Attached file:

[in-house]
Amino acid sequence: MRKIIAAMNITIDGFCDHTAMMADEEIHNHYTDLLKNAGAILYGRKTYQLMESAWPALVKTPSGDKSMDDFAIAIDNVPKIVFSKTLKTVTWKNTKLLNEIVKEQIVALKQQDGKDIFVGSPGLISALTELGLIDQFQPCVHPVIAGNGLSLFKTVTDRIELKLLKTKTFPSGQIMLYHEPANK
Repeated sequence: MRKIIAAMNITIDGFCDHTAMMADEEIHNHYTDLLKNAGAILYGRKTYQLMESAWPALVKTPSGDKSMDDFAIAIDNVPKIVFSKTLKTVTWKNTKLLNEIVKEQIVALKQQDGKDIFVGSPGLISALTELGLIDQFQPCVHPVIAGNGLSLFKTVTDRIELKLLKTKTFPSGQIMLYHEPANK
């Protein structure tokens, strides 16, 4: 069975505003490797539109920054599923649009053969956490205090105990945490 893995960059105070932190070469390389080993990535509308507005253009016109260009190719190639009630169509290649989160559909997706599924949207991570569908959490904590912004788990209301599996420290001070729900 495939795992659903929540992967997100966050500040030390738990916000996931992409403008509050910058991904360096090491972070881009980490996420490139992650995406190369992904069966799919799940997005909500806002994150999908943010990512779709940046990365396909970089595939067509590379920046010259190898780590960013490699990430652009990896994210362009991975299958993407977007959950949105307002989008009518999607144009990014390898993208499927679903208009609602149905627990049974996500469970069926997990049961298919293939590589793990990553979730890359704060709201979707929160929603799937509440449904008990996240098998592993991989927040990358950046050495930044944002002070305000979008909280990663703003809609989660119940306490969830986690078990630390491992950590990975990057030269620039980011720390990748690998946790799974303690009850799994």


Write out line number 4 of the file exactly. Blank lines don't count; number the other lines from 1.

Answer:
């Protein structure tokens, strides 16, 4: 069975505003490797539109920054599923649009053969956490205090105990945490 893995960059105070932190070469390389080993990535509308507005253009016109260009190719190639009630169509290649989160559909997706599924949207991570569908959490904590912004788990209301599996420290001070729900 495939795992659903929540992967997100966050500040030390738990916000996931992409403008509050910058991904360096090491972070881009980490996420490139992650995406190369992904069966799919799940997005909500806002994150999908943010990512779709940046990365396909970089595939067509590379920046010259190898780590960013490699990430652009990896994210362009991975299958993407977007959950949105307002989008009518999607144009990014390898993208499927679903208009609602149905627990049974996500469970069926997990049961298919293939590589793990990553979730890359704060709201979707929160929603799937509440449904008990996240098998592993991989927040990358950046050495930044944002002070305000979008909280990663703003809609989660119940306490969830986690078990630390491992950590990975990057030269620039980011720390990748690998946790799974303690009850799994």